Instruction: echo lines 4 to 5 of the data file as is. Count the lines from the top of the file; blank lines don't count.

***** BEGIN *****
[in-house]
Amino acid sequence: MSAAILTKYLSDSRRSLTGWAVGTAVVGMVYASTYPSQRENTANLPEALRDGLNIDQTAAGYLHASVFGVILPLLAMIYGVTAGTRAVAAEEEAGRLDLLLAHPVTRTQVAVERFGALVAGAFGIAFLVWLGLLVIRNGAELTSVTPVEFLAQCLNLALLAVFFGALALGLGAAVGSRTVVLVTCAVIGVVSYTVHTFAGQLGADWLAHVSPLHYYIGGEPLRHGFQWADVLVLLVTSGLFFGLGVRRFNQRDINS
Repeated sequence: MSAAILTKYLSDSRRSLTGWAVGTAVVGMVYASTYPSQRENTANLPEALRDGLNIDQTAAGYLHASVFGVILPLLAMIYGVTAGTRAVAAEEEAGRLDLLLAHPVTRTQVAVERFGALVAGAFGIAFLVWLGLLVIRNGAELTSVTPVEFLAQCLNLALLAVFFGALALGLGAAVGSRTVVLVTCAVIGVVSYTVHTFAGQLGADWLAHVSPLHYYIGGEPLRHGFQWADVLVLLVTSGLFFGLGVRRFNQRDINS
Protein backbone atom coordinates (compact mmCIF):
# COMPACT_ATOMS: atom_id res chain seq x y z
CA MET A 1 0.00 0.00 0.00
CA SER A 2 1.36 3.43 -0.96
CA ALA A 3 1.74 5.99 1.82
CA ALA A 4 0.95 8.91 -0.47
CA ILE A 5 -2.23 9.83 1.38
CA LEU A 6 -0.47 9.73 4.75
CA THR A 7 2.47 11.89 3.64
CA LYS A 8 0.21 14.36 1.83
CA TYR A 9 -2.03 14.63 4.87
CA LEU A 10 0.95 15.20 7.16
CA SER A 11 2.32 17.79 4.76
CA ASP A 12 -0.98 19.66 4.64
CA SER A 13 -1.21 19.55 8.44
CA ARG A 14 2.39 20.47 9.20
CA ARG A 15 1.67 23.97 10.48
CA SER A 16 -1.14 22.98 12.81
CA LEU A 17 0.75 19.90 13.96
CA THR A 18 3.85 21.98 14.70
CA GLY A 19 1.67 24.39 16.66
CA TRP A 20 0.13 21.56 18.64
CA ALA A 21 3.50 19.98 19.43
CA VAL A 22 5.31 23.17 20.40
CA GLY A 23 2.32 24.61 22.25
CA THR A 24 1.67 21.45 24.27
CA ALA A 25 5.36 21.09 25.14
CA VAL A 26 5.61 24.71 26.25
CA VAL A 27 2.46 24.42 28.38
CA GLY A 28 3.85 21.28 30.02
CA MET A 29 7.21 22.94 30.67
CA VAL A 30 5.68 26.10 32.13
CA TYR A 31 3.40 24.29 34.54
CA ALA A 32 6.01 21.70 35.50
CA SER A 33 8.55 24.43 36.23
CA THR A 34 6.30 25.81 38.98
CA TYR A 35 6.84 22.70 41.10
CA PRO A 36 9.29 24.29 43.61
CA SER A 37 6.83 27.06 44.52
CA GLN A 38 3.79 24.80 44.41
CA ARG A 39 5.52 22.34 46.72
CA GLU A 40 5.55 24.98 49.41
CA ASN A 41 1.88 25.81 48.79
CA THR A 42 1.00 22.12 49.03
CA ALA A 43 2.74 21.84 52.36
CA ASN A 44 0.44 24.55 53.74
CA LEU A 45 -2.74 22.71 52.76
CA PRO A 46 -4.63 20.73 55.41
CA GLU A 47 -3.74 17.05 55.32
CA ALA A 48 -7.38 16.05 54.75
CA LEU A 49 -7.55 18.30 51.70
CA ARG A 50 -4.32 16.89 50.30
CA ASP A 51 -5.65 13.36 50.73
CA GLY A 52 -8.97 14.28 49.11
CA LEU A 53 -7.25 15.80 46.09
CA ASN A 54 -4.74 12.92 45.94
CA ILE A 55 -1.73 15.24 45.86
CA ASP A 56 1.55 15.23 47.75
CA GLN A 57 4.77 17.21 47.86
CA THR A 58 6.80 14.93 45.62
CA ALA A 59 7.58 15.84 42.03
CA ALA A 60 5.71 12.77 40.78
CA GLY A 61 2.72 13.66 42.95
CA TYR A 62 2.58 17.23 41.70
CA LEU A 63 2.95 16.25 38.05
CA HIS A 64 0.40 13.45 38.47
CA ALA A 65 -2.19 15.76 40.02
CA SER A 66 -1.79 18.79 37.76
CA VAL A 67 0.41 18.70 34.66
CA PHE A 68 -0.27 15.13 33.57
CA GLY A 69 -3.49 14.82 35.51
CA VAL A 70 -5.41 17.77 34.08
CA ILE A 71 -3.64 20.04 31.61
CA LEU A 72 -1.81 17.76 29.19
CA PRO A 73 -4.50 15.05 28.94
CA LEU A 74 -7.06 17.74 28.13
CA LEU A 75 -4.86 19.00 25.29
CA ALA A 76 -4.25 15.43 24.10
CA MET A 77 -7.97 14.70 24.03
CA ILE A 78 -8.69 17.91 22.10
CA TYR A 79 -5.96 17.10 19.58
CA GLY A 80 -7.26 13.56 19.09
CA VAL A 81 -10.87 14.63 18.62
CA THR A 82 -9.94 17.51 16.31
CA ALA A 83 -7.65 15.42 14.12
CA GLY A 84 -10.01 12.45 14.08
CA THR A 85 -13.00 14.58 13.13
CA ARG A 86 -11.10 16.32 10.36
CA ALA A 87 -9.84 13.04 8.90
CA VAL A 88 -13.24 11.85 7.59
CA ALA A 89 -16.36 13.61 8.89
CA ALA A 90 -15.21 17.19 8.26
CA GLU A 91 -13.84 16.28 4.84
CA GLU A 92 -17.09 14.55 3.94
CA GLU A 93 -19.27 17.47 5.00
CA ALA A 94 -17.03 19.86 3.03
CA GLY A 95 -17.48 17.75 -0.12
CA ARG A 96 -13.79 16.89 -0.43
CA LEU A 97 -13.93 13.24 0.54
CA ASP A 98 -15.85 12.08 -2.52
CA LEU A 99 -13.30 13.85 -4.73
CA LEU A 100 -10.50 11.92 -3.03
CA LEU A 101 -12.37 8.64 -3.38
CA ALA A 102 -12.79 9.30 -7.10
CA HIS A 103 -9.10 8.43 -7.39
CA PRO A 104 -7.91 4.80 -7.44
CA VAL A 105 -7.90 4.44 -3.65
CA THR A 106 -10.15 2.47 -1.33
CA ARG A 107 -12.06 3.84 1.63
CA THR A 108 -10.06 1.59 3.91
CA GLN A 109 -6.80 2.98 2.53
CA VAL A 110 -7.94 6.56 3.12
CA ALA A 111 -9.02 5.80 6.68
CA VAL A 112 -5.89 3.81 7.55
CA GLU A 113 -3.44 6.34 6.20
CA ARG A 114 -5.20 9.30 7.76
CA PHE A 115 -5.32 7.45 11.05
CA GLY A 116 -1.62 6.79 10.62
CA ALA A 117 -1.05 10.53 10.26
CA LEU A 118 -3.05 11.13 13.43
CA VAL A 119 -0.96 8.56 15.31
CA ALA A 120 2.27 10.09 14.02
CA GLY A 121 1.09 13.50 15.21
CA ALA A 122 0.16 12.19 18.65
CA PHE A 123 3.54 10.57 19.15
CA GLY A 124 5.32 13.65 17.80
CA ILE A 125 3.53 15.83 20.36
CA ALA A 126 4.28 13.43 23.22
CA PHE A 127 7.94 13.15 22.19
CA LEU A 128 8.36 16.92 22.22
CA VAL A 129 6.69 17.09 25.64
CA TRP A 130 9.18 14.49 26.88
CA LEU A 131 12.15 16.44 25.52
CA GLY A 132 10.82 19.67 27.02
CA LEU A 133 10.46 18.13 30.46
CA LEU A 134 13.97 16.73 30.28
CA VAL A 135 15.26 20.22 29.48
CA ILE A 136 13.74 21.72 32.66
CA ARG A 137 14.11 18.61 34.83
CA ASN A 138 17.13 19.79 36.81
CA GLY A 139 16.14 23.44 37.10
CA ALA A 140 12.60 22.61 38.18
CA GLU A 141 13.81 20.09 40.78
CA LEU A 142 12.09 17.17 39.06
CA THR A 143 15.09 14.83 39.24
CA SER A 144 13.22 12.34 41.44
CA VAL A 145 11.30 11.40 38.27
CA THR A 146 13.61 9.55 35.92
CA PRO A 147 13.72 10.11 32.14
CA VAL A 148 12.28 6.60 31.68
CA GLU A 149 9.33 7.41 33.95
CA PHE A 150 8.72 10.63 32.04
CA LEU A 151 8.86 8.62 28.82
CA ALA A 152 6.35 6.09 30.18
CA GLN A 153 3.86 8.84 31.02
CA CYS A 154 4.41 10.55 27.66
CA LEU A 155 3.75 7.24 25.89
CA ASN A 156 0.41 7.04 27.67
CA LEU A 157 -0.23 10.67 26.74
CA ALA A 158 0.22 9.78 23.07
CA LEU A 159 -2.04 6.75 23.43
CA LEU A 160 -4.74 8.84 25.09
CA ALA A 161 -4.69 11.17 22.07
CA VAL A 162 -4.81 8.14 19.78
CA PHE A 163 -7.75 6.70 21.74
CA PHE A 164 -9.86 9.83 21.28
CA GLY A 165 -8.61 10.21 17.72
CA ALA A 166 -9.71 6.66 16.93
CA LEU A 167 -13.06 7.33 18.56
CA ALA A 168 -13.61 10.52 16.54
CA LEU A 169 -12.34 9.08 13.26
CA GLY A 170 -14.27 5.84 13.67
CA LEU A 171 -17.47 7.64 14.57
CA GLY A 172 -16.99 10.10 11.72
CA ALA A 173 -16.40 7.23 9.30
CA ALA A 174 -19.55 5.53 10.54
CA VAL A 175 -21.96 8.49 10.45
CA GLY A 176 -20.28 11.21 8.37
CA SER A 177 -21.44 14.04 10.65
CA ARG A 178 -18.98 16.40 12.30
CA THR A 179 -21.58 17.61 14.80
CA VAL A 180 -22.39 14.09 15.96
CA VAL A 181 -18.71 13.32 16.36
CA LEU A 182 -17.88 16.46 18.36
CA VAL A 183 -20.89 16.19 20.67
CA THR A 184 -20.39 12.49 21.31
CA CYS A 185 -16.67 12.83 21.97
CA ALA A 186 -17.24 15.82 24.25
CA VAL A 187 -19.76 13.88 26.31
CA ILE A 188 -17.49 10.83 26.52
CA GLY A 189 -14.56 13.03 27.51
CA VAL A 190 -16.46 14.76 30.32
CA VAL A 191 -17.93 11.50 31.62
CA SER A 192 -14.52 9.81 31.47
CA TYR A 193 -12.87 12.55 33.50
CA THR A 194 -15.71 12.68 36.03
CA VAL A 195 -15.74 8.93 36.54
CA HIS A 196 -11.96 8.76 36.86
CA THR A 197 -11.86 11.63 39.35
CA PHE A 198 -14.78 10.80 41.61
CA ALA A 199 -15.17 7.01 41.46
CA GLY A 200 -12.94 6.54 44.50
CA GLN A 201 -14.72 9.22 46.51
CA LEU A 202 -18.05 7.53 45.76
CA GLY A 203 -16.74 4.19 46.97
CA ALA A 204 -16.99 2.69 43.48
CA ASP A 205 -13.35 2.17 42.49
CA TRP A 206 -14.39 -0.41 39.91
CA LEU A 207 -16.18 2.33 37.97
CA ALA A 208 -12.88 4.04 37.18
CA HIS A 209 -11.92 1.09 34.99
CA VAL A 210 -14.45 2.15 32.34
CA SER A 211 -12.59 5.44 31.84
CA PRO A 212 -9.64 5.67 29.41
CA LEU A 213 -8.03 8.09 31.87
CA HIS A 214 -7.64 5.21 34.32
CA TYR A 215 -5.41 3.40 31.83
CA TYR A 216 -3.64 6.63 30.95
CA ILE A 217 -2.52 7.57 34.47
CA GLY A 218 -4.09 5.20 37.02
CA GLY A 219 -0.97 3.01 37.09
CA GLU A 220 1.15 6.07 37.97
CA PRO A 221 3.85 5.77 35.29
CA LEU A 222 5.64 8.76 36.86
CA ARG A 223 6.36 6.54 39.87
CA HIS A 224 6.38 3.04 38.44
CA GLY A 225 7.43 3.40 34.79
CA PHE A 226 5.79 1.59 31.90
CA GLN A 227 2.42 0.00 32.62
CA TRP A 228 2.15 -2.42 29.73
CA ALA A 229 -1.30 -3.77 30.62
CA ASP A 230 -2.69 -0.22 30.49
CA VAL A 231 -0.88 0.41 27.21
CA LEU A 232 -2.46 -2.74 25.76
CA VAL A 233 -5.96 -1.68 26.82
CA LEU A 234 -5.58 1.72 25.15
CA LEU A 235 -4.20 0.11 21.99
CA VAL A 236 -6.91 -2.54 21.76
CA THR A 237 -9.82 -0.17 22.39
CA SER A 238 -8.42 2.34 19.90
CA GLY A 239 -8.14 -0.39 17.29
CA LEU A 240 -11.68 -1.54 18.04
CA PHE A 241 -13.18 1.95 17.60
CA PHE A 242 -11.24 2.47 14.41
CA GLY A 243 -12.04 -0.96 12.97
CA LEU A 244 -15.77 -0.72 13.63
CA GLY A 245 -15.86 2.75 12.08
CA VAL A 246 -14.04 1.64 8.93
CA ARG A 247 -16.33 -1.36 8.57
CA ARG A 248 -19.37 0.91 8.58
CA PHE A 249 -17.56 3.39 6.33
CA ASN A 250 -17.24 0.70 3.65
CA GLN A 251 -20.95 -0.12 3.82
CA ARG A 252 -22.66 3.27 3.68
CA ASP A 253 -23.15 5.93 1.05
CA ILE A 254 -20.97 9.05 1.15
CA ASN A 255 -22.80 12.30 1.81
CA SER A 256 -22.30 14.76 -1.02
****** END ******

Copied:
Protein backbone atom coordinates (compact mmCIF):
# COMPACT_ATOMS: atom_id res chain seq x y z